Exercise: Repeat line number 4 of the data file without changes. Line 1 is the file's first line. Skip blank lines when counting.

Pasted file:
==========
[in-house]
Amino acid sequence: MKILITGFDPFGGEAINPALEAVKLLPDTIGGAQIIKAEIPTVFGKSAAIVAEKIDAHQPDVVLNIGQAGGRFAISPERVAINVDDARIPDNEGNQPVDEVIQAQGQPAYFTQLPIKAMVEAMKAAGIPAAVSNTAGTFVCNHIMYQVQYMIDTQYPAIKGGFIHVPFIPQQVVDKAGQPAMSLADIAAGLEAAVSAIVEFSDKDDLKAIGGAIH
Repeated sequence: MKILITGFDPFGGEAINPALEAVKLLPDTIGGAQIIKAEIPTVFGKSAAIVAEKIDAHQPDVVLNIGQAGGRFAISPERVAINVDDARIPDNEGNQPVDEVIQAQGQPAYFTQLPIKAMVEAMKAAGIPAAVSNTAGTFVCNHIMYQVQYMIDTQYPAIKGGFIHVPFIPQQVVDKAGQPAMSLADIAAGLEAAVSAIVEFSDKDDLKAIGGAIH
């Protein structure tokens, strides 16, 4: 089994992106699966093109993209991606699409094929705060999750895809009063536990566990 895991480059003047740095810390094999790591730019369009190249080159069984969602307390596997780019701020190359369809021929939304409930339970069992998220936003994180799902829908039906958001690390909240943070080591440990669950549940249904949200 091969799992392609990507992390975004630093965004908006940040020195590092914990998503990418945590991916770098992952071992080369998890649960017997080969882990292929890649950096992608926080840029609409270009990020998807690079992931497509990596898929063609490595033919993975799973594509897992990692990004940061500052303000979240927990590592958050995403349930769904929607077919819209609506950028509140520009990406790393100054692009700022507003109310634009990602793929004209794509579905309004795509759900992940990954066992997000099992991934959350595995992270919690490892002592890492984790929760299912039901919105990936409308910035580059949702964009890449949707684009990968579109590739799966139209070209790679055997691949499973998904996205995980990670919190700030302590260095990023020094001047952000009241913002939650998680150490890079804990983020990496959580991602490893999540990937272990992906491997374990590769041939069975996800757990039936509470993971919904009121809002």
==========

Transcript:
């Protein structure tokens, strides 16, 4: 089994992106699966093109993209991606699409094929705060999750895809009063536990566990 895991480059003047740095810390094999790591730019369009190249080159069984969602307390596997780019701020190359369809021929939304409930339970069992998220936003994180799902829908039906958001690390909240943070080591440990669950549940249904949200 091969799992392609990507992390975004630093965004908006940040020195590092914990998503990418945590991916770098992952071992080369998890649960017997080969882990292929890649950096992608926080840029609409270009990020998807690079992931497509990596898929063609490595033919993975799973594509897992990692990004940061500052303000979240927990590592958050995403349930769904929607077919819209609506950028509140520009990406790393100054692009700022507003109310634009990602793929004209794509579905309004795509759900992940990954066992997000099992991934959350595995992270919690490892002592890492984790929760299912039901919105990936409308910035580059949702964009890449949707684009990968579109590739799966139209070209790679055997691949499973998904996205995980990670919190700030302590260095990023020094001047952000009241913002939650998680150490890079804990983020990496959580991602490893999540990937272990992906491997374990590769041939069975996800757990039936509470993971919904009121809002």